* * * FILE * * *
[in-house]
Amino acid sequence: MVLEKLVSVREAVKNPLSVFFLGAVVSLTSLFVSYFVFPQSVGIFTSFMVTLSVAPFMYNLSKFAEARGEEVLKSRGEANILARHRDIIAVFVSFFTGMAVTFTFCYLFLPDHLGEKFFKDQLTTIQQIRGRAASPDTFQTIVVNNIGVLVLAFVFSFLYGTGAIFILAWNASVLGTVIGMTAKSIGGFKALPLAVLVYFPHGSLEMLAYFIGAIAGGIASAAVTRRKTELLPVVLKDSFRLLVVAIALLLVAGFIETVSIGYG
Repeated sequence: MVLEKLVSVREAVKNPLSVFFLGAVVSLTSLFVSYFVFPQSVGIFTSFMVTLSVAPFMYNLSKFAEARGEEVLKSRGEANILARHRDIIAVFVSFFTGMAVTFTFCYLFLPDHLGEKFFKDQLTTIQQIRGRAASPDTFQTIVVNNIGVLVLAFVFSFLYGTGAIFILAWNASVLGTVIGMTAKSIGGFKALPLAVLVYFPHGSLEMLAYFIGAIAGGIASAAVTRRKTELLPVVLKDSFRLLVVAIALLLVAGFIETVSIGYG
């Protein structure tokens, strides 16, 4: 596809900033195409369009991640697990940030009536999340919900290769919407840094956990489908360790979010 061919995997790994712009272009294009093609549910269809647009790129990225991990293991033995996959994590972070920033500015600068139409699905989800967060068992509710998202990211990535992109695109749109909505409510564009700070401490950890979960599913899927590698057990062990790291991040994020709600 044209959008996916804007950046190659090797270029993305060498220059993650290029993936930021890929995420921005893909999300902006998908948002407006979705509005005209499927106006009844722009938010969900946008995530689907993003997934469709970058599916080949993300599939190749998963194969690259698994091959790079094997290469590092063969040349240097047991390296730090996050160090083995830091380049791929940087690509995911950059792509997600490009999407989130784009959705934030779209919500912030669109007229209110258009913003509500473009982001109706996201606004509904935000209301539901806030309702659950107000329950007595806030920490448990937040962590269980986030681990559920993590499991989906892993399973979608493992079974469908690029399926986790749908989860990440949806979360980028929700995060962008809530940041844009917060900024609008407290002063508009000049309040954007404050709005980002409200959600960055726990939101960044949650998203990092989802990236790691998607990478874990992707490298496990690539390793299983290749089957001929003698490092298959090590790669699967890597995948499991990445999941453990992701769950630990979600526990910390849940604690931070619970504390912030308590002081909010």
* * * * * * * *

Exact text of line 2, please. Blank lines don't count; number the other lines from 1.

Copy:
Amino acid sequence: MVLEKLVSVREAVKNPLSVFFLGAVVSLTSLFVSYFVFPQSVGIFTSFMVTLSVAPFMYNLSKFAEARGEEVLKSRGEANILARHRDIIAVFVSFFTGMAVTFTFCYLFLPDHLGEKFFKDQLTTIQQIRGRAASPDTFQTIVVNNIGVLVLAFVFSFLYGTGAIFILAWNASVLGTVIGMTAKSIGGFKALPLAVLVYFPHGSLEMLAYFIGAIAGGIASAAVTRRKTELLPVVLKDSFRLLVVAIALLLVAGFIETVSIGYG